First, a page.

Open with DEXTER
Figures 1 and 2 display the photometric versus model redshifts retrieved from ${\it BVIK}_{\rm s}$ (low-zsample) and ${\it VRIJK}_{\rm s}$ (high-z sample), respectively. Figure 3 and Table 1 summarize the quality of $z_{\rm phot}$ in the simulations using Hyperz, within the relevant redshift domain. The same results are presented in Table 9 for the GR code.

Some systematic trends are clearly visible in Figs. 1-3. The high-z filter combination provides a higher quality and smaller systematic deviations than the low-z one. This trend was expected because of the more complete and contiguous spectral coverage of the high-z set. The lack of an R filter for the low-z sample introduces a systematic trend in $\Delta_z$ $\sim $ 0.05-0.08 at $z \ga 0.3$; the highest $z_{\rm phot}$ quality for this sample is expected to be around $\sigma(\Delta z/(1+z)) \la 0.06$ at $0.4 \la z \la
0.6$, i.e. within the sensitive redshift domain. Because of the lack of B-band photometry for the high-z sample, the highest quality results are expected at $z \ga 0.4$. This trend is indeed observed in the simulations. However, the quality achived for high-zsimulated data at $z \la 0.4$ with Hyperz is expected to be overestimated with respect to real data, because templates and models are drawn from the same parent set. This is a general criticism of simulations used in assessing the realistic performance of $z_{\rm phot}$ quality. Also  $z_{\rm phot}$  quality depends on the spectral type of galaxies. With respect to the average quality presented in Fig. 3 for a uniform distribution of types, early types exhibit up to a $\sim $50% improvement in $\sigma (\Delta z/(1+z))$ with Hyperz in the redshift domains where the filter sets bracket the 4000 Å break.

The results for the GR code in Table 9 are similar in average to Hyperz's ones. The quality tend to be slightly better for the bluest spectral types, whereas it is worse for early types. This trend can be explained by the broad paramer space spanned by the simulations, the same used by Hyperz for $z_{\rm phot}$ determinations, as compared to the GR code. The noise for late-type galaxies in Hyperz tend to be dominated by degeneracies, whereas the GR code cannot properly fit highly-reddened E-Sbc galaxies. Note that the uniform distribution in redshift and types in these simulations does not represent a realistic population of galaxies.

4.2 Comparison with spectroscopic redshifts

The $z_{\rm phot}$ accuracy achieved for EDisCS was estimated by direct comparison with its 1449 spectroscopic redshifts in the $0.3 \le z \le 1$ interval (type 1+2). Although spectroscopic targets in our sample were strongly biased in favor of cluster members with $z_{\rm phot}$ within the interval $z_{\rm cluster} \pm 0.2$(see Halliday et al. 2004; Milvang-Jensen et al. 2008, and Sect. 5.1), the geometrical configuration of slits in one hand, and the need for reference field galaxies on the other hand, ensured that non-member galaxies were also targeted during the spectroscopic runs. In principle, these field galaxies should allow us to extend the present study to the 0 $\le$  $z_{\rm spec}$  $\le$ 1 interval, according to the restrictions imposed by the set of filters (see Sect. 4.1).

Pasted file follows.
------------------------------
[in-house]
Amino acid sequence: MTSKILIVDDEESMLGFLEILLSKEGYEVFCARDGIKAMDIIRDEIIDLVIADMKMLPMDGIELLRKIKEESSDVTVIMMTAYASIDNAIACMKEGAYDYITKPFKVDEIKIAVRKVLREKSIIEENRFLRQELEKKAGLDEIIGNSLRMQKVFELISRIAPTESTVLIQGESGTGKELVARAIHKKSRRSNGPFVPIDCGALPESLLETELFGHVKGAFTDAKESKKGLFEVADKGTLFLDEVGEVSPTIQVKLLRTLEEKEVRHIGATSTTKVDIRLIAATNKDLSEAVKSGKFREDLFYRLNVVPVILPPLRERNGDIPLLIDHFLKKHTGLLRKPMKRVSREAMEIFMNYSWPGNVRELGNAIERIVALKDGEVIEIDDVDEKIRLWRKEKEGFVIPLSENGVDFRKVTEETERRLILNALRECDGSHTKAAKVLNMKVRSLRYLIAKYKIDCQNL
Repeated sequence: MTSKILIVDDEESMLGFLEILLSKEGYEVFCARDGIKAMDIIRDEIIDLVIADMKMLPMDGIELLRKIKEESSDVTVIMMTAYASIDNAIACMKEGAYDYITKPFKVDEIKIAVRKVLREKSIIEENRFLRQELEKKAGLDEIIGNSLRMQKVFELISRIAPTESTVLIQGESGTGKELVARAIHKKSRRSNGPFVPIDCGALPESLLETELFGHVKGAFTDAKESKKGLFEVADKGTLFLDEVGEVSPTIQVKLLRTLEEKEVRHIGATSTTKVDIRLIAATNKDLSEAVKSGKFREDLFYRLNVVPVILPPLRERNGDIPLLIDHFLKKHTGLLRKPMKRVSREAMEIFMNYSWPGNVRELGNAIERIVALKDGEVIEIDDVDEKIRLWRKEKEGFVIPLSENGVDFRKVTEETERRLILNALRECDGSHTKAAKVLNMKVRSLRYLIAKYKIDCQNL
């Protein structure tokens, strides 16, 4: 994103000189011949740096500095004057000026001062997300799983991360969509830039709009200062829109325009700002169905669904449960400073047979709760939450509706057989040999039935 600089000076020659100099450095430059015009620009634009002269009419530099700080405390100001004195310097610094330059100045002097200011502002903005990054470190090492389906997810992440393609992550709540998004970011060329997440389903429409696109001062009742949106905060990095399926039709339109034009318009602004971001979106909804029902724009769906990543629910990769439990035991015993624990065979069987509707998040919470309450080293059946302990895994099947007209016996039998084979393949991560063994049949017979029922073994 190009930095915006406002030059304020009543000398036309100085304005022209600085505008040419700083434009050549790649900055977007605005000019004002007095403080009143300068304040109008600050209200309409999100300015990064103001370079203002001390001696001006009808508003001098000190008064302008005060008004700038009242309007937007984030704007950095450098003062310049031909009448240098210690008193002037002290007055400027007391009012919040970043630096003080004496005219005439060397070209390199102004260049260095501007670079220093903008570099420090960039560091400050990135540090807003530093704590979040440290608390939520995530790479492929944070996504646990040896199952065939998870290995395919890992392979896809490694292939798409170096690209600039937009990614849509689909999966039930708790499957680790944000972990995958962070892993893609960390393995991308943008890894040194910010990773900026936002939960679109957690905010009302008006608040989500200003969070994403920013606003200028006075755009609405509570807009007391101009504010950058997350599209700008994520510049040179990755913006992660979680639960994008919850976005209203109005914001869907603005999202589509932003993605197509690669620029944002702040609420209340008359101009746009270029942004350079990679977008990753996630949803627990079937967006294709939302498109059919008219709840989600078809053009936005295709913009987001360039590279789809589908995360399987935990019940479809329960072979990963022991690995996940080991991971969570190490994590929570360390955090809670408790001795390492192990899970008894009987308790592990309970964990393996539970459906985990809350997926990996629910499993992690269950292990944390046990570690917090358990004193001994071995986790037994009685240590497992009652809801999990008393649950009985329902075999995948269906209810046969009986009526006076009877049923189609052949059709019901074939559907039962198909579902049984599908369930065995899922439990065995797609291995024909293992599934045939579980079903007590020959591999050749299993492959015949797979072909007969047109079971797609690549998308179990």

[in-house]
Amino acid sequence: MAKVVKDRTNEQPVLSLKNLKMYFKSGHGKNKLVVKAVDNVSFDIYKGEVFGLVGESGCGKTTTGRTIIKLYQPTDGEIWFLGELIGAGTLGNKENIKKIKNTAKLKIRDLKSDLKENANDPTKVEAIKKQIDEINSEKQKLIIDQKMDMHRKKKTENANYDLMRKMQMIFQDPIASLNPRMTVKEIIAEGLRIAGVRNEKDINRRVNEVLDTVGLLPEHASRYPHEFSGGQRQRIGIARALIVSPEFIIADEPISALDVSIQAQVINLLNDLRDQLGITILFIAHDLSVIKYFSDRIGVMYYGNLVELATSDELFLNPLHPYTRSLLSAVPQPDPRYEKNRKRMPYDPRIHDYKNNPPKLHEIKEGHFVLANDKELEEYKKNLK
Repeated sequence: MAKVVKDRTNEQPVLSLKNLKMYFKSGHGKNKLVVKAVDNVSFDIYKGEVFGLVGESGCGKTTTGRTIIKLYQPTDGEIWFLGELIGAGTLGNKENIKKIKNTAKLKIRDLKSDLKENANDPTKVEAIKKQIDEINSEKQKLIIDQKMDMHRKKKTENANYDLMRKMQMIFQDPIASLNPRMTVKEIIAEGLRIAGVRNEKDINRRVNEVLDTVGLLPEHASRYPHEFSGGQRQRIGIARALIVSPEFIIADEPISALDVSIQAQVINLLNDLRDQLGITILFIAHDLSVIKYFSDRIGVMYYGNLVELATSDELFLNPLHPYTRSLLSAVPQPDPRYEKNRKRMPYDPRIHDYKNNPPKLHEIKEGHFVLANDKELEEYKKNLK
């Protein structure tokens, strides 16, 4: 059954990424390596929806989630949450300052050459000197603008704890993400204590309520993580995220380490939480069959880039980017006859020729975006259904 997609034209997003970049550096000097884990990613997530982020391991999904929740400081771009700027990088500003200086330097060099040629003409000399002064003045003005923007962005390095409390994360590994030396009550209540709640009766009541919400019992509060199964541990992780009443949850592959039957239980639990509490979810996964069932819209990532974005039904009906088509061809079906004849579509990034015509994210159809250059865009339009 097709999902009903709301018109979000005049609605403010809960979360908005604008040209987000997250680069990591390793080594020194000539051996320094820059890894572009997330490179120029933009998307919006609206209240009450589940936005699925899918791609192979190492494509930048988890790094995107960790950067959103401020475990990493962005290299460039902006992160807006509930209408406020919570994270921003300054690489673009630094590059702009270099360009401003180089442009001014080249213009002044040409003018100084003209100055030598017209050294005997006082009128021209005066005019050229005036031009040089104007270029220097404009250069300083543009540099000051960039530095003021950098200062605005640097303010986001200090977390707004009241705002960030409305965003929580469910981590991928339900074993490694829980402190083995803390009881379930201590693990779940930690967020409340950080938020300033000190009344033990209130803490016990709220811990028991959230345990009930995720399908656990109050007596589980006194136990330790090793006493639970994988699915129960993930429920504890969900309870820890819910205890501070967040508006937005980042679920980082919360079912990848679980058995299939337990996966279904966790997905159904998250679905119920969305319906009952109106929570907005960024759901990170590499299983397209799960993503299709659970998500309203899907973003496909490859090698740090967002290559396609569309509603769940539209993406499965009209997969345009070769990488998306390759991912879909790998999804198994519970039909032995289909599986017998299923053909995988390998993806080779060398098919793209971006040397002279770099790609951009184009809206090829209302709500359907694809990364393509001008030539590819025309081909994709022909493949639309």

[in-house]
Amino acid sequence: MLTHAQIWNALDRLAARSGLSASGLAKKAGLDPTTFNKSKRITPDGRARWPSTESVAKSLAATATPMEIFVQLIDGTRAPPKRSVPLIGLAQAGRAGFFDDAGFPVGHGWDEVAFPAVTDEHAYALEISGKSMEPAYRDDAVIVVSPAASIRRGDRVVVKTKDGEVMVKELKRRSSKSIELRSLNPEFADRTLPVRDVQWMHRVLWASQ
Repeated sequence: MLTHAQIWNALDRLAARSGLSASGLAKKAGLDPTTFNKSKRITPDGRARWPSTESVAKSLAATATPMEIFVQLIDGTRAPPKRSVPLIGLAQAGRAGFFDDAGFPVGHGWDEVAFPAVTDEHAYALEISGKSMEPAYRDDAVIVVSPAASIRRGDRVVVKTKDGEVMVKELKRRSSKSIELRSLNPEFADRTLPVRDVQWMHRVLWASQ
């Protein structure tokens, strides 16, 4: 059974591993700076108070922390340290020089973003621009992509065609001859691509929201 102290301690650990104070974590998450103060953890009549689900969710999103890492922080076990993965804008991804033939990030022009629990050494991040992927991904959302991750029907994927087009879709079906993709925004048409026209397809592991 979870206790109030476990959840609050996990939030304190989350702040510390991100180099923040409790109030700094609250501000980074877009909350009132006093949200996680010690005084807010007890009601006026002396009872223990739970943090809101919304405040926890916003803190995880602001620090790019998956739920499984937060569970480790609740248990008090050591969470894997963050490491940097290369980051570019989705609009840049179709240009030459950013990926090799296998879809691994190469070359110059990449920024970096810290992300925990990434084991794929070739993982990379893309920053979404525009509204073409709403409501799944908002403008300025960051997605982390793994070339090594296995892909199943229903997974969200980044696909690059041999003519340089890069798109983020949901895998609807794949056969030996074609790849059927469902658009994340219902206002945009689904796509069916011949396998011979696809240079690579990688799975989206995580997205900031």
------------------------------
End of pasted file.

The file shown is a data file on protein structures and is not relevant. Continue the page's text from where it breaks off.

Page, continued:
Table 3 presents the $z_{\rm phot}$ accuracy obtained with Hyperz and Rudnick's (GR) code for the different low-z and high-zclusters, based on the direct comparison with the spectroscopic sample, excluding stars. Only type 1 objects, i.e. objects with secure spectroscopic redshifts, were taken into account. In Table 3, systematic deviations and $\sigma_z$ were computed over all the $0.3 \le z_{\rm spec} \le 1$ interval. In the low-z bin, the two clusters with only BVI photometry were excluded from the sample when computing the average $z_{\rm phot}$ quality over the cluster sample. In the high-z bin, we excluded Cl1122-1136 from the cluster statistics, because of the small number of $z_{\rm spec}$ available in this field.

Our main result is that there is no significant systematic shift, neither in the $\langle \Delta_z \rangle \pm \sigma_z$ nor in the $\sigma (\Delta z/(1+z))$ results, with respect to the values expected from simulations in Sect. 4.1, with some field-to-field differences discussed below. The accuracy of $z_{\rm phot}$ ranges usually between $\sigma(\Delta z/(1+z))\sim0.05$ for Hyperz and $\sim $0.06 for GR, both for the low-z and the high-z samples. This result is in good agreement with the highest possible accuracy expected from ideal simulations in the low-z case, it is $\sim $25% worse than ideal expectations in the high-z case for Hyperz, and compatible with GR results for late type galaxies (early-type errors were overestimated, as mentioned in Sect. 4.1). The differential trend between low and high-z samples with respect to simulations in both codes can be explained because of the different population of ``bright'' galaxies in these fields, low-z and high-z samples containing a smaller and larger fraction of late-type galaxies respectively, compared to the uniform average population in simulated data (e.g. De Lucia et al. 2007). This effect is clearly seen in Table 4. The fraction of objects lost from (or spuriously assigned to) the relevant redshift interval according to the definitions given above ($l\%$ and $g\%$), is negligible in the low-z sample and typically below 5% for the high-z one.